Modelling dissolved oxygen Model 1: DO ~ temperature
Regression output The regression equation is DO = 11.9 - 0.475 temp Predictor Coef SE Coef T P Constant 11.8887 0.1303 91.27 0.000 temp -0.47524 0.01133 -41.95 0.000 S = 2.0598 R-Sq(adj) = 47.3% So only 47.3% of variability in DO is explained by temperature.
Regression output Analysis of Variance Source DF SS MS F p-value Regression 1 7467.7 7467.7 1760.08 0.000 Residual Error 1961 8320.2 4.2 Total 1962 15787.9 The ANOVA table shows the residual sum of squares as 8320.2, the p- value is 0.000, so the summary of a test of the null hypothesis: model 0 : DO=error. We would reject this model in favour of model 1 : DO=temperature+error
Measures of agreement When there are two methods by which a measurement can be made, then it is important to know how well the methods agree. As an example, we can consider a recent study of low-level total phosphorus (Nov 2007) conducted in the Edinburgh chemistry lab. Although not a situation where two different analytical techniques were being used, instead duplicate samples of water were analysed for two different lochs over approximately one month. How well did the duplicate samples agree?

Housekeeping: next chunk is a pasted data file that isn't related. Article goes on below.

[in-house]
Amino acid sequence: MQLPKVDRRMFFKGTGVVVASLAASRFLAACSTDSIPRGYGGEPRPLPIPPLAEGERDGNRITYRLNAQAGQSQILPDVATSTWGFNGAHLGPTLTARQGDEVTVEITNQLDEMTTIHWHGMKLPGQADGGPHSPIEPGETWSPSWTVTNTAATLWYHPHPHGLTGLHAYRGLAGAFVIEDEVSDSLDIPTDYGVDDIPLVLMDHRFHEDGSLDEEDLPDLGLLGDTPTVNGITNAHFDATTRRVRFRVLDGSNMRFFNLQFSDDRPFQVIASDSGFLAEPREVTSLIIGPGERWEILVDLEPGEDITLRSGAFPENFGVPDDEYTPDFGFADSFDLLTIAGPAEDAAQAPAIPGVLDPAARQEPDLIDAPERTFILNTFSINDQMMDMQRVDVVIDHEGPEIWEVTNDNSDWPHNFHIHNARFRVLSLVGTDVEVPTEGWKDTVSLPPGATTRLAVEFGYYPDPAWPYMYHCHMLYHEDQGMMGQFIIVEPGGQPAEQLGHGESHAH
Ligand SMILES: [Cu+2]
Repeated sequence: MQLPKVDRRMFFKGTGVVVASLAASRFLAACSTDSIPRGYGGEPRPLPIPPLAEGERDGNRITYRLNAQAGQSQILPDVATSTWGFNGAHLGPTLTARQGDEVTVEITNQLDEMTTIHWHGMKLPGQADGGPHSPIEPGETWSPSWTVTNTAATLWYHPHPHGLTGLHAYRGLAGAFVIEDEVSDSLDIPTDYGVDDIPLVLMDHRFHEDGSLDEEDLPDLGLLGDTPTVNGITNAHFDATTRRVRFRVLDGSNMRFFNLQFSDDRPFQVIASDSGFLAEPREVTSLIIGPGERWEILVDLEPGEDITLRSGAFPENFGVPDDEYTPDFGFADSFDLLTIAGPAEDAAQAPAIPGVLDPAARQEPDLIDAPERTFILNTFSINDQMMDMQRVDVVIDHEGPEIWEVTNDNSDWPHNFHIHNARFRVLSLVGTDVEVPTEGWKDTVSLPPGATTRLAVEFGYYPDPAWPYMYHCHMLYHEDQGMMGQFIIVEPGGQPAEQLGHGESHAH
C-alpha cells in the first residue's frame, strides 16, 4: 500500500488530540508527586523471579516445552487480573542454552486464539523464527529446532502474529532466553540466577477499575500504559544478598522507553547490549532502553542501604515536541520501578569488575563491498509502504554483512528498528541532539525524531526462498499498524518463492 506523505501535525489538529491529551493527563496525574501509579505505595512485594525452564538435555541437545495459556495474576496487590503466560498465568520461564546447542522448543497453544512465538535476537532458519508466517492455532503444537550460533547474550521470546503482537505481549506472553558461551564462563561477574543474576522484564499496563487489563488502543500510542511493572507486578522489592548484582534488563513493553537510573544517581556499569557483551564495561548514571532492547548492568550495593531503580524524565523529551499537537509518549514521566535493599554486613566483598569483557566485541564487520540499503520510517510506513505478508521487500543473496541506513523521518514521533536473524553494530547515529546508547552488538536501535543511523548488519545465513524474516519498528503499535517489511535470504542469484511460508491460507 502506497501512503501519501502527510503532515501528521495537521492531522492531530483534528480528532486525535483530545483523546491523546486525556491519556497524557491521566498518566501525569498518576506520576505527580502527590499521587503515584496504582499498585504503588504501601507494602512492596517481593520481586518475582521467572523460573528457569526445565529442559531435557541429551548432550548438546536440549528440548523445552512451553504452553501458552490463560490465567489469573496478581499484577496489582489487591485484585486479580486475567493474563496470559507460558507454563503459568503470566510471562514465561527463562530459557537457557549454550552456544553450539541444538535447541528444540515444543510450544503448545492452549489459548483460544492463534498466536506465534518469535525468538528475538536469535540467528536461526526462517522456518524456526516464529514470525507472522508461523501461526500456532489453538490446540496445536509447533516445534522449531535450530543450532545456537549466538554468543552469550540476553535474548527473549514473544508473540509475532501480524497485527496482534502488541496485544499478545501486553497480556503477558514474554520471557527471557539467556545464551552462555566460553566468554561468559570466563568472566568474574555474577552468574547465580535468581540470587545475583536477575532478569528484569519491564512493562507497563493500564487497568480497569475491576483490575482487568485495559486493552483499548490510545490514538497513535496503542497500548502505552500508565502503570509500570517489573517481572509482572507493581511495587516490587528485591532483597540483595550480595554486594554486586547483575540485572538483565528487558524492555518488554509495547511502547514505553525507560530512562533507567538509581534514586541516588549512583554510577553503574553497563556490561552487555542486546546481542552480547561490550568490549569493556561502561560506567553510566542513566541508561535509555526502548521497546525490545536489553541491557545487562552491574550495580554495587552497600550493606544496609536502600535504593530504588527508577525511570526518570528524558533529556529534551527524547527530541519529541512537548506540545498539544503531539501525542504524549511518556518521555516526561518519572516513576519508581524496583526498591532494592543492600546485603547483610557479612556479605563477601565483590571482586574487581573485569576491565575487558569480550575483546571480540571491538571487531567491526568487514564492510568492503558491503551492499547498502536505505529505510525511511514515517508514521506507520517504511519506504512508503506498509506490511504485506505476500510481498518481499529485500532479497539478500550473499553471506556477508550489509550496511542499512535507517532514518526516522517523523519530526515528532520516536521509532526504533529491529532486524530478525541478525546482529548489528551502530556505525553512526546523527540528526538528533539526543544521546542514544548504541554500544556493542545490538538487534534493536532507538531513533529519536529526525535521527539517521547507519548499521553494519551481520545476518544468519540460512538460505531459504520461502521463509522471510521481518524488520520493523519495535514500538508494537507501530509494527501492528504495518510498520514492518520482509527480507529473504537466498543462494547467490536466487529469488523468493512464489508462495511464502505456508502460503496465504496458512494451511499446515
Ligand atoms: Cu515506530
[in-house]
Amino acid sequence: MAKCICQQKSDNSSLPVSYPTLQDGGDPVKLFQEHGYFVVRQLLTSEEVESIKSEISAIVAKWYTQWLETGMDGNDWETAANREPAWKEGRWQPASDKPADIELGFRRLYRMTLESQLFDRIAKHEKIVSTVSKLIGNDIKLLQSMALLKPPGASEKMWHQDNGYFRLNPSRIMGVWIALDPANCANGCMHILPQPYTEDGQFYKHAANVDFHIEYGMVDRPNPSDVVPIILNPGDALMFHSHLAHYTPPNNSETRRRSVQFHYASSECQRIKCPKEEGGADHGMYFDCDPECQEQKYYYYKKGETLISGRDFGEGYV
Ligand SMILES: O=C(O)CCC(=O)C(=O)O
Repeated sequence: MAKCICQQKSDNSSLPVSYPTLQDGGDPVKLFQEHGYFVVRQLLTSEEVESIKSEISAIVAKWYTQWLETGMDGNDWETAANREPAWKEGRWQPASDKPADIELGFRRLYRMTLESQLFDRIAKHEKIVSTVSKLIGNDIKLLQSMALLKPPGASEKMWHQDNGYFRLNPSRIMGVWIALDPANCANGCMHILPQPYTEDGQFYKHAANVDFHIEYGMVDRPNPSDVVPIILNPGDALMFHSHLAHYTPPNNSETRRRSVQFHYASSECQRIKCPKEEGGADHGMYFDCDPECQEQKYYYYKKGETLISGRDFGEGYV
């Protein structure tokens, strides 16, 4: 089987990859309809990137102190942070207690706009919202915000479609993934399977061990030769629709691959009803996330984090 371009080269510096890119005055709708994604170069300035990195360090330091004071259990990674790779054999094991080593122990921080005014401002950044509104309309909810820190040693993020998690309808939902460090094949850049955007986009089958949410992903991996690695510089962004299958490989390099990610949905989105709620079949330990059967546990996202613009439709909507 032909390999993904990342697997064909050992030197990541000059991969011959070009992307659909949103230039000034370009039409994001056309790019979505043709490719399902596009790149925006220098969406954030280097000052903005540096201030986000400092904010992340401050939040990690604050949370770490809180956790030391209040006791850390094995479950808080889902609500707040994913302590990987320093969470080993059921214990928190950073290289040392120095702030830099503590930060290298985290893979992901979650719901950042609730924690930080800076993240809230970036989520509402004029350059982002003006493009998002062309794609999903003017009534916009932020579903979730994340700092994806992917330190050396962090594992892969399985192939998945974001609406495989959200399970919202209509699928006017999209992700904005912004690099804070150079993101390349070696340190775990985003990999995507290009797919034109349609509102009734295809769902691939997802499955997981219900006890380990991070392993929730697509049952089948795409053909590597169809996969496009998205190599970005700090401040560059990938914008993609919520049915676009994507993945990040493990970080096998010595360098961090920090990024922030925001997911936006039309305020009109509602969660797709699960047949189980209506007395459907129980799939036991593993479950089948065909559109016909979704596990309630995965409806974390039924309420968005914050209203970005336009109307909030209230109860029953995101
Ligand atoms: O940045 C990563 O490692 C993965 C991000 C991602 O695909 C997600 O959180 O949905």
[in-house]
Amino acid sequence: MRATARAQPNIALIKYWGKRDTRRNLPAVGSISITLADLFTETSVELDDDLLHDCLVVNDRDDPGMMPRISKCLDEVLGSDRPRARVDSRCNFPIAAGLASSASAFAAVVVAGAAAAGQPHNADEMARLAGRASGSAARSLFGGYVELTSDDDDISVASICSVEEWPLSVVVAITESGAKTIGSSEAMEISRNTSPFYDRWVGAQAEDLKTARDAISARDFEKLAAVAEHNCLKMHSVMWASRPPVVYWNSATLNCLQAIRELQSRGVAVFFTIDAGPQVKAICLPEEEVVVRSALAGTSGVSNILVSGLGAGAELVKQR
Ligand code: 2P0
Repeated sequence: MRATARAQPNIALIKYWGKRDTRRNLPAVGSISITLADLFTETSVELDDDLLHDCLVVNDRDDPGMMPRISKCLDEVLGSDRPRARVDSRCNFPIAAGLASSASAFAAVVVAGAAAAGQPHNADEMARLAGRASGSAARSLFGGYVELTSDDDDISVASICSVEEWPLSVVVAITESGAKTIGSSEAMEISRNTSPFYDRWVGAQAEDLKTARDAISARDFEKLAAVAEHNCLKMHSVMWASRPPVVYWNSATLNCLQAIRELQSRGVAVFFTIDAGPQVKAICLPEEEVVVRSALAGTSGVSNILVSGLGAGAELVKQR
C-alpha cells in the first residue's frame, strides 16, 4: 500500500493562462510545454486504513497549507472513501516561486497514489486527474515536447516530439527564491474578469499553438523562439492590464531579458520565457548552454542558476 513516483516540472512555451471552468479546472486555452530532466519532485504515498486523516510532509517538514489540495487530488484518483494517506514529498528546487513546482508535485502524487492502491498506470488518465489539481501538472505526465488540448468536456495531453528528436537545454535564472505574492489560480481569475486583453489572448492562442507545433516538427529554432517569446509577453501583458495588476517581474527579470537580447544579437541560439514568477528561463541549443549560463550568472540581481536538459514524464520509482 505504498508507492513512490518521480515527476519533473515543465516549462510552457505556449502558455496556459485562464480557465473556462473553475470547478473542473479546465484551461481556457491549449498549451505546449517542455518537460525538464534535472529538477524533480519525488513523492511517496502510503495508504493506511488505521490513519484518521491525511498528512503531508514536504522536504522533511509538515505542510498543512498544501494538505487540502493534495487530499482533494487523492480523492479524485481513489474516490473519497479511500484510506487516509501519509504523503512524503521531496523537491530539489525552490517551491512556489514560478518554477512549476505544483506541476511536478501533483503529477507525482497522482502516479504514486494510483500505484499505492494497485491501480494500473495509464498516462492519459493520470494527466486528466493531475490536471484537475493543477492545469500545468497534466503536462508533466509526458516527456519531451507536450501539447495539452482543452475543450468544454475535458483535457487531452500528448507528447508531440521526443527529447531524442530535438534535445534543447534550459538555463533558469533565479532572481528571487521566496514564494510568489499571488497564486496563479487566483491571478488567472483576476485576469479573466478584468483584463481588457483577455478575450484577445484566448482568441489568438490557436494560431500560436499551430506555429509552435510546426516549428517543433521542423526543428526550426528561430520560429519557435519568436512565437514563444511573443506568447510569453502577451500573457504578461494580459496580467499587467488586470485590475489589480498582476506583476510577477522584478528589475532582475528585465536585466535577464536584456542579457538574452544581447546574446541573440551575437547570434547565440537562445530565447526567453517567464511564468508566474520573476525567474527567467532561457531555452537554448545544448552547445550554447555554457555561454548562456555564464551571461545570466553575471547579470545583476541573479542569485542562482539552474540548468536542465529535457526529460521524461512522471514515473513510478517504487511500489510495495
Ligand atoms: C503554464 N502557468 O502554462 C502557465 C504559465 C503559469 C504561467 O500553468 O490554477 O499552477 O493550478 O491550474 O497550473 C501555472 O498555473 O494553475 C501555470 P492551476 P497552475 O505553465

Measures of agreement First what not to do! dont quote a correlation coefficient A correlation coefficient measures the strength of relationship between two quantities, and we might expect if we have two measurement techniques, that they are indeed related, so that the correlation coefficient therefore is not a measure of agreement.
Measures of agreement A further tool commonly used is the scatterplot. in this situation care must be taken in constructing the scatterplot- the scale on both the x- and y-axis must be the same, and as a useful visual aid, it would be common to sketch the line of equality (y=x).
The scatterplot with the line y=x is shown. If the two sets are in agreement, then the points should be scattered closely round the line assessing agreement
The scatterplot with the line y=x is shown. the blue line is the best fitting straight line. so the results are clearly related but we knew that anyway. assessing agreement
Bland-Altman method This method involves studying the distribution of the between-method differences, and summarizing these data by the mean and 95% range of the differences. (These are called the 95% limits of agreement). This is then backed up with a Bland and Altman plot which plots the differences against the mean of the paired measurements, to ensure that the difference data are well behaved.
mean difference is -1.30 and standard deviation of the differences is 1.974. But is there a suggestion that the difference is larger for higher levels of TP? Bland-Altman approach
mean difference is -1.30 and standard deviation of the differences is 1.974. limits of agreement are indicated. Bland-Altman approach